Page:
EVER since a Sunday in late March, 20 years ago, when, lying in bed, I heard the church bell ring for the early communion service which I was to lead, I have been meticulous about the vagaries of British Summer Time.
On that occasion, I hastily pulled on some clothes — an alb can cover a multitude of sartorial errors — and eight-o’clockers are, in any case, there for the words, not the appearance; so I got away with it. Over the next two decades, I have always coped with the changing hours — until the last one.
I thought I had done very well. The bedside clock-radio updates automatically, and so does the central heating. I wound my wristwatch back, and also the big kitchen clock, and retired to bed, confident that I would once again be awakened by the seven-o’clock news the next morning.
All, indeed, went well — except for what seemed to be odd changes to the television schedules. I was busy on other things, but seemed to miss the first hour of Strictly. And why was Match of the Day so early? Indeed, why were they on at all? This was Sunday. And, if it was Sunday, why hadn’t I gone to church?
At last, the horrible truth emerged (although not until six o’clock the next morning). I was now the hopeless person who didn’t know which day of the week it was. I had set everything perfectly correctly — but on Friday night.
The bedside clock-radio took offence at this, and shut down the system. It took me several days to get routines back to normal, but the damage to my self-confidence may well prove irreparable.
Insult to injury
MY GRANDDAUGHTER, who teaches in a comprehensive school in the part of London where I ended my own teaching career 60 years ago, broke a finger shutting the classroom door in a hurry. A colleague took her to A&E, and all was well — indeed, she says, she enjoyed all the sympathy from teachers and students.
As I told her at half-term, she was spared my experience. I was hit in the eye by the ball in a staff-v.-school cricket match (teenage boys can bowl quite fast). My glasses were broken; there was quite a lot of blood on my whites; and bits of glass were in my eye.
Again, a colleague drove me to the hospital, where a nurse tended my wounds, gently removing the tiny splinters of glass. She also chatted pleasantly, including asking me at one point whether I’d just finished my O levels. My colleague snorted and then laughed. “He’s a teacher,” he said (I was 25 at the time).
No harm done, except to my pride. But I was mercilessly teased in the staff room, and, somehow, the news got out into the school. “Oh, Sir, fancy the nurse thinking you was a schoolkid.” (Yes, I know; I was his English teacher.) One particularly cheeky fifth-former raised her hand to ask politely: “Sir, have you got your O levels yet?”
Beneath the angel-strain
CHURCHES up and down the land marked this year’s very special Remembrance Sunday in imaginative ways.
Holy Trinity, Cookham, once the home of probably the outstanding artist of the First World War, Stanley Spencer, had an exhibition of letters, pictures, and artefacts, and 60 crosses decorated with knitted poppies. Spencer’s war paintings are preserved at the Sandham Memorial Chapel, near Newbury.
Spencer, like my father, was a stretcher-bearer. His paintings caught little of the actual conflict, but concentrated on the experience of the ordinary soldier: the courage, cheerfulness, and comradeship that they experienced in the most appalling conditions. It was this that made the unbearable bearable.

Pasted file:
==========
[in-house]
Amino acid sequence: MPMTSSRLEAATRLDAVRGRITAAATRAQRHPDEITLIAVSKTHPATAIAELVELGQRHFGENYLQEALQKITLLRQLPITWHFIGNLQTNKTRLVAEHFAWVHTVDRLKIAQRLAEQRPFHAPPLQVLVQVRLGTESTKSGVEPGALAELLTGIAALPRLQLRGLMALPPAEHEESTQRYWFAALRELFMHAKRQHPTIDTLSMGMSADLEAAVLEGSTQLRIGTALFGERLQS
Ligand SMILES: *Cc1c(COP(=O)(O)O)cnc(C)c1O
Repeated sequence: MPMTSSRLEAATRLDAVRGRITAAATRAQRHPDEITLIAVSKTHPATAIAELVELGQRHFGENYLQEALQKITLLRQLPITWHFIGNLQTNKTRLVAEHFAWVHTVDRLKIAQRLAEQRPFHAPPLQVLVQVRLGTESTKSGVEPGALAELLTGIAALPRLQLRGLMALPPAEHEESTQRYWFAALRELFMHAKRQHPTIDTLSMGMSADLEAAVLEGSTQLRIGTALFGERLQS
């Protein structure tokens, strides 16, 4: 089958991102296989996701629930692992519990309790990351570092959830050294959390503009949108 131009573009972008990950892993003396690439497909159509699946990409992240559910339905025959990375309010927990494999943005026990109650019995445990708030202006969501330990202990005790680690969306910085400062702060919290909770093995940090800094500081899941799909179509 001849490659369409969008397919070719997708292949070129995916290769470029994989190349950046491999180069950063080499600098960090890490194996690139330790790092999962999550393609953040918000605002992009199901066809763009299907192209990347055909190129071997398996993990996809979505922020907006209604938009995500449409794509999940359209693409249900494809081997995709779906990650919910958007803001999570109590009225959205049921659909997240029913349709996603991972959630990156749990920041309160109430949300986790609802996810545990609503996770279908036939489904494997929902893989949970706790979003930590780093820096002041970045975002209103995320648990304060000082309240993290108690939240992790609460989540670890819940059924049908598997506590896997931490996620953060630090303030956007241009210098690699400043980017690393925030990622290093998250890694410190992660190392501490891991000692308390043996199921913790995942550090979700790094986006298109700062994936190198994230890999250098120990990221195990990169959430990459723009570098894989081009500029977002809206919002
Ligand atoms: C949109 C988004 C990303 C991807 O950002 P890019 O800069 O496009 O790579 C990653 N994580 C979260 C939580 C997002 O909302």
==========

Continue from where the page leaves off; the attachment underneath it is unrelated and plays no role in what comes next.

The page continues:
My father seldom spoke of the horrors of the war, but often recounted good memories. These included a Christmas Day in the trenches when they heard the German soldiers in the distance singing “Stille Nacht”, and matched them with “Silent Night” in English. The peaceful sound drifted across the blood-strewn No Man’s Land.
This year, as it happens, is the 200th anniversary of the first performance of “Stille Nacht”. Written by a parish priest near Salzburg, with a tune composed by the church organist, it was sung at the midnight mass at Christmas 1818. Afterwards, I bet somebody complained about all these newfangled carols.
Forged under fire
WHEN the war was over, my father pooled his money with another soldier — his friend Tom — and they bought a bus, which, for the next ten years, plied a route from Pimlico, in central London, to Waltham Cross. They called it the “Poppy bus”, and it competed for passengers with hundreds of other privately owned buses.
In 1930, however, the Government stepped in to end what was a dangerous instance of private enterprise, and they had to sell up to the General Bus Company, the forerunner of London Transport. But my dad and “Uncle Tom”, as we knew him, remained friends for life. In the grimness of an appalling war, many such friendships were born.
Not a word to the Head
I CANNOT remember it ever happening before, but the opening sentence of the epistle on the 16th Sunday after Trinity was met with a roar of laughter.
“Not many of you should become teachers, my brothers and sisters,” it read — but the advice was too late for many in the congregation. Like many parish churches, we’ve got a very substantial core of teachers in the pews. Apparently, their fate is to be “judged with greater strictness”.
“Oh, well,” the maths teacher who sits behind me muttered. “Just like OFSTED, really.”
Canon David Winter is a retired cleric in the diocese of Oxford, and a former head of religious broadcasting at the BBC.